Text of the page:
Meanwhile, in Míng China, and for several years now, a peasant rebellion led by an aggrieved official, Lǐ Zìchéng 李自成, gained followers among the population. In April 1644, Lǐ Zìchéng took Běijīng 北京. On the eve of defeat, the Míng emperor committed suicide by hanging himself, and the rest of the court fled south.
At the same time that all this was happening, in the north, the Manchus led by Dorgon were in negotiations with the Míng general in charge of keeping the Shānhǎi pass (Shānhǎi Guān 山海關), in the Great Wall. This general, Wú Sānguì 吳三桂, agreed to open the gates of the Great Wall to the Manchus in exchange for their help in crushing Lǐ Zìchéng's rebellion and re-establishing the Míng dynasty.
The Manchu army clashes with Lǐ Zìchéng's troops east of Běijīng, crushing them, although their leader managed to escape. However, after the victory, and contrary to the agreement with Wú Sānguì, the Manchus entered the capital and declared themselves the new masters of the empire, formally establishing the Qīng dynasty in June 1644.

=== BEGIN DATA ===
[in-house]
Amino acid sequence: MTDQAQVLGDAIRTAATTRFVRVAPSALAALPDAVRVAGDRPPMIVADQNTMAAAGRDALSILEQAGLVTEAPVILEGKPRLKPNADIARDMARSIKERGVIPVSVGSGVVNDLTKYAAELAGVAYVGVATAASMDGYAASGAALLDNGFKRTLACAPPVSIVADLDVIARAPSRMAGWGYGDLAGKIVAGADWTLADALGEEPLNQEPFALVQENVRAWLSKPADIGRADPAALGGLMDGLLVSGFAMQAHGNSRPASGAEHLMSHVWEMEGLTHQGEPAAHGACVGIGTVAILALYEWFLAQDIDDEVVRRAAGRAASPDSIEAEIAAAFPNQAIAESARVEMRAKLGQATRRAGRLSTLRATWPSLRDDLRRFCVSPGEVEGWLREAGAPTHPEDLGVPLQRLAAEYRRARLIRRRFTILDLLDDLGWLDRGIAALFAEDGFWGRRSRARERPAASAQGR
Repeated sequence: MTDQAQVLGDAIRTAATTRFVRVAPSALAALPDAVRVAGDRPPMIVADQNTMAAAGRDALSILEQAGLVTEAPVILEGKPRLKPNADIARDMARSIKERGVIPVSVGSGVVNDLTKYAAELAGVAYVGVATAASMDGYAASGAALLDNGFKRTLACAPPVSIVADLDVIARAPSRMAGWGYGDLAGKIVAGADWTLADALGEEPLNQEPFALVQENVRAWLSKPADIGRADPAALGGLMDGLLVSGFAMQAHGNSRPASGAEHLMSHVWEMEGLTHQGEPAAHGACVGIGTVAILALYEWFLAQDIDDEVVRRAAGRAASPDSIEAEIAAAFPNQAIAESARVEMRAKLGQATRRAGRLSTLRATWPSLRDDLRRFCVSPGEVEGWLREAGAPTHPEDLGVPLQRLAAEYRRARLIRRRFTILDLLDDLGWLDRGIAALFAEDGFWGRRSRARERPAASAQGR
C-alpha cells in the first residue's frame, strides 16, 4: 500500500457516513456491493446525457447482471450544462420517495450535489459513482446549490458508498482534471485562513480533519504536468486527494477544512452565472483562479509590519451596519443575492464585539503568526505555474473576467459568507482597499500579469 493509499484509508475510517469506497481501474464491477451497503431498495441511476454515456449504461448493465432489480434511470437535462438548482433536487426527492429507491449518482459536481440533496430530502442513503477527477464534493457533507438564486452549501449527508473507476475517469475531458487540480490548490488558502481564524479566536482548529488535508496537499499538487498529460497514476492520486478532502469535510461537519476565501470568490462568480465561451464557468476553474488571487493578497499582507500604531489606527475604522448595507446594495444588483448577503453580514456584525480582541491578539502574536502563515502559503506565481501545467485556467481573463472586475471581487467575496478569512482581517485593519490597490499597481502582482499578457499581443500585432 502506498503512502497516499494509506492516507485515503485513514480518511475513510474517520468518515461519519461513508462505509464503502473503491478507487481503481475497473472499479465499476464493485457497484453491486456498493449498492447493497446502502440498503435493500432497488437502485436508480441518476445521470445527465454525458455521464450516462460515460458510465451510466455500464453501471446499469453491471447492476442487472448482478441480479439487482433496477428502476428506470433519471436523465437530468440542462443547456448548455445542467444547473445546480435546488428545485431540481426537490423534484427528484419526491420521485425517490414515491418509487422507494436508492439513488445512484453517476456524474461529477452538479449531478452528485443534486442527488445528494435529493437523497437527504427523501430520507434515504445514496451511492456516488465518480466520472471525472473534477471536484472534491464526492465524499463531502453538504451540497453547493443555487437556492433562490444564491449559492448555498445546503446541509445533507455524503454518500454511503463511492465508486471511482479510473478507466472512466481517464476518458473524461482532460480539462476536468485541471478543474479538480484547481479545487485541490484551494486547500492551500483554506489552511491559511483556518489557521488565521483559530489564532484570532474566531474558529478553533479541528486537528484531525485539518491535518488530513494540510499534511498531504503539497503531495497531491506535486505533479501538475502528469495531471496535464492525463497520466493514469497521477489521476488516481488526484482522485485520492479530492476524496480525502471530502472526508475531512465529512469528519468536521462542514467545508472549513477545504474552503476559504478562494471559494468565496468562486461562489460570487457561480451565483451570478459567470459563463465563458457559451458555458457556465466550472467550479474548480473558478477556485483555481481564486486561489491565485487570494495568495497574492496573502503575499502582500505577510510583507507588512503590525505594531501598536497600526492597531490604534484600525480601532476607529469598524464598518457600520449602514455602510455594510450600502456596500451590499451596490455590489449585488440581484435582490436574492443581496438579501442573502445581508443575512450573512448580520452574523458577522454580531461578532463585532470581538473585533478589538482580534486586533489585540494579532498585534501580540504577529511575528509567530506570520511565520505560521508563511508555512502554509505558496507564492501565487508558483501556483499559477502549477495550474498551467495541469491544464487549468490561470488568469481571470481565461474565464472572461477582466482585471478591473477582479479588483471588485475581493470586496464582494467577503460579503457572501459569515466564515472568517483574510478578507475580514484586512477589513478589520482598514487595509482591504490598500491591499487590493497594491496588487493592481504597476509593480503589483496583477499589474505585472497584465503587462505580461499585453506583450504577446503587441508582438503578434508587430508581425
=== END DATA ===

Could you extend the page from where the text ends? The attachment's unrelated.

A year later, Lǐ Zìchéng was finally cornered and killed. That same year, the Manchus crossed the Yellow River (Huáng Hé 黄河) and, in the following years, conquered the rest of China. Most of the cities surrendered to them without a fight, although some enclaves resisted. This was the case of Yángzhōu 揚州, where the Manchus made a great carnage after taking the city by force.
Meanwhile, the rest of the Míng court had escaped south, where they established the so-called Southern Míng dynasty (Nán Míng 南明), which lasted until 1661, when Wú Sānguì himself, in the service of the Manchu, captured and killed them in Burma.